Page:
The bastard son of a nobleman, Julian Bellamy is now polished to perfection, enthralling the ton with wit and charm while clandestinely plotting to ruin the lords, ravish the ladies, and have the last laugh on a society that once spurned him. But meeting Leo Chatwick, a decent man and founder of the exclusive Stud Club, and Lily, Leo’s enchanting sister, made Julian reconsider his wild ways. When Leo’s tragic murder demands that Julian hunt for justice, he vows to see the woman he secretly loves married to a man of her own class.
Lily, however, has a very different husband in mind. She’s adored Julian forever, loves the man beneath the rakish facade, and wants to savor the delicious attraction they share — as his wife. His insistence on marrying her off only reinforces her intent to prove he is the only man for her. Obsessed with catching a killer, Julian sinks back to the gutters of his youth, forcing Lily to reach out with a sweet, reckless passion Julian can’t resist. Can her desire for a scoundrel save them both–or will dangerous secrets threaten more than their tender love?
This one really touched me. I think it's my favorite of the trilogy. I've been watching the obvious love between Julian and Lily since book 1 and couldn't wait to read their story.
I loved that Julian, once he decided to share his past (and only halfway through the book!), really opened up to Lily. And that Lily accepted him, warts and all. I really appreciated that Lily's deafness was portrayed realistically, but that Dare showed that she could still have a mostly normal life. Being half-deaf and a lip-reader myself, I appreciated her noting that when faces were turned away, Lily couldn't see what people were saying. I also liked her noting that Lily basically got the gist of what people were saying, even if she didn't understand everything that was said. How true this is! I spend a ton of time nodding my head to conversations I didn't really quite get. I was surprised, however, to read about a community of deaf people who were signing, and how accepted it was. It made me wonder if I should look it up to see if signing was an accepted language back then already. But not enough to actually go do it :)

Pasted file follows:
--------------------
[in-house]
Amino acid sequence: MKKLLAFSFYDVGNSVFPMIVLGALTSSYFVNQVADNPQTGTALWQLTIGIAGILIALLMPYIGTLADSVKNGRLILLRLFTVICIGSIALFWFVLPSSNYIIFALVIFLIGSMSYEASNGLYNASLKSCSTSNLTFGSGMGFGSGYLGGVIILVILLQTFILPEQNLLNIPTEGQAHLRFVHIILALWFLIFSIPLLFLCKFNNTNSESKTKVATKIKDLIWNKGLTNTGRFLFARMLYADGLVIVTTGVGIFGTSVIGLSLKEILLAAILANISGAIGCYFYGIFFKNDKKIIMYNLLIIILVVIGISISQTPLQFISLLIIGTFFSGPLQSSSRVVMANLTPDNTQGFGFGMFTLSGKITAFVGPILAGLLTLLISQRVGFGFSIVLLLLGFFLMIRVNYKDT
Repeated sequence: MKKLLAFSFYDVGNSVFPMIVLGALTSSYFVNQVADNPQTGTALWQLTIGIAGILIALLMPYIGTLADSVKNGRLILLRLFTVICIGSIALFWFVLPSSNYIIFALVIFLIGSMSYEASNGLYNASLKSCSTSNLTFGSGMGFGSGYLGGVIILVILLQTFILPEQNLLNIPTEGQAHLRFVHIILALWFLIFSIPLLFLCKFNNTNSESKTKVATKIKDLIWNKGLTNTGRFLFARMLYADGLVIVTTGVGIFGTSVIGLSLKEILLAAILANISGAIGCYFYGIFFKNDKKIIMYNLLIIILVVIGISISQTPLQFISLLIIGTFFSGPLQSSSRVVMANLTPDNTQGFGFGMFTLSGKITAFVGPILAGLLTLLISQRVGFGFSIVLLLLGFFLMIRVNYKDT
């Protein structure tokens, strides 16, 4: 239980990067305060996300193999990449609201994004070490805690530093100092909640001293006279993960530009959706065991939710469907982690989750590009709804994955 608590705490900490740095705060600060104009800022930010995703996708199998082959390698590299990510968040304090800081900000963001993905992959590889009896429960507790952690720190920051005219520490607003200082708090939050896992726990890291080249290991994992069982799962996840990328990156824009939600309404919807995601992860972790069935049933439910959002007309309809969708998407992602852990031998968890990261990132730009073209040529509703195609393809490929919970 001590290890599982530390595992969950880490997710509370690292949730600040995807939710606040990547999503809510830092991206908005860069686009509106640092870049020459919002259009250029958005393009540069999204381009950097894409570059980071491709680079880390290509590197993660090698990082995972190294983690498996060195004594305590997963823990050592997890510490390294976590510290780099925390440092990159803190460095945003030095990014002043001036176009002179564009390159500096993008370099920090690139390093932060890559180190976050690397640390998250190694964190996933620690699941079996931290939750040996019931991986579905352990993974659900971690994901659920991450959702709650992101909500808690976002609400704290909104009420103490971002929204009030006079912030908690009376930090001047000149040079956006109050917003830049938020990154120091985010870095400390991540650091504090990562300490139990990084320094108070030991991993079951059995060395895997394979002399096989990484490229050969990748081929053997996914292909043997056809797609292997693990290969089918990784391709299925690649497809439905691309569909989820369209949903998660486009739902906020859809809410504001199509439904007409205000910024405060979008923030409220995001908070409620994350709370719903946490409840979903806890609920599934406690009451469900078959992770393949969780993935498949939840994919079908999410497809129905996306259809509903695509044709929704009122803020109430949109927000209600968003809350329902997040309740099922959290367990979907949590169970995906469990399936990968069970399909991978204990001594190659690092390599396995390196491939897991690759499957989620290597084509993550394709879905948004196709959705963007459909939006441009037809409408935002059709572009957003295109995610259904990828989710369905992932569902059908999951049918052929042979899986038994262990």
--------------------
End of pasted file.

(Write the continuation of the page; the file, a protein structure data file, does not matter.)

Anyway, I liked that even though Julian and Lily love each other at the beginning of the book, they took the time to get to know each other (ok, Lily forced it on him, but isn't that always the way?). It allowed for deeper sharing and acceptance between them.
Julian also had a long road to take toward self-acceptance. Coming from his background, it was good to see him coming to terms with it all. And that even though he had a very rough beginning to life, that he had a place to go where he was loved and accepted as himself. And how awesome that Lily accepted all those parts of him. It was also really great to see Julian work out his differences with Moreland. And to see all the couples interacting.
I liked that Lily never played a victim card. She was a strong, smart, lovely woman. And I was thrilled that Julian recognized this and treated her accordingly (when he wasn't trying to marry her off for her own good, LOL). And I loved it when she called Julian on the carpet for his treatment of her and his poor treatment of himself.
An interesting end to the mystery of who and how Leo was killed as well. SPOILER: The fact that nobody was to blame - a random act of violence - really helped settle Julian. Sill, very difficult to accept for them all. END SPOILER.
One thing I didn't quite catch (and maybe it's because it was 2 am when I finished - not conducive to remembering well) was how Julian and Lily were living - as the Bells or as the Bellamys (given how Lily suggested they use Bell). Also I would have liked to know if they were still accepted by the ton or if they had to move toward a more gentrified set. But very small in the grand scheme of things, for sure.
Tessa Dare is definitely a star on the rise in historical romance today. I can't wait to see what she has coming up next.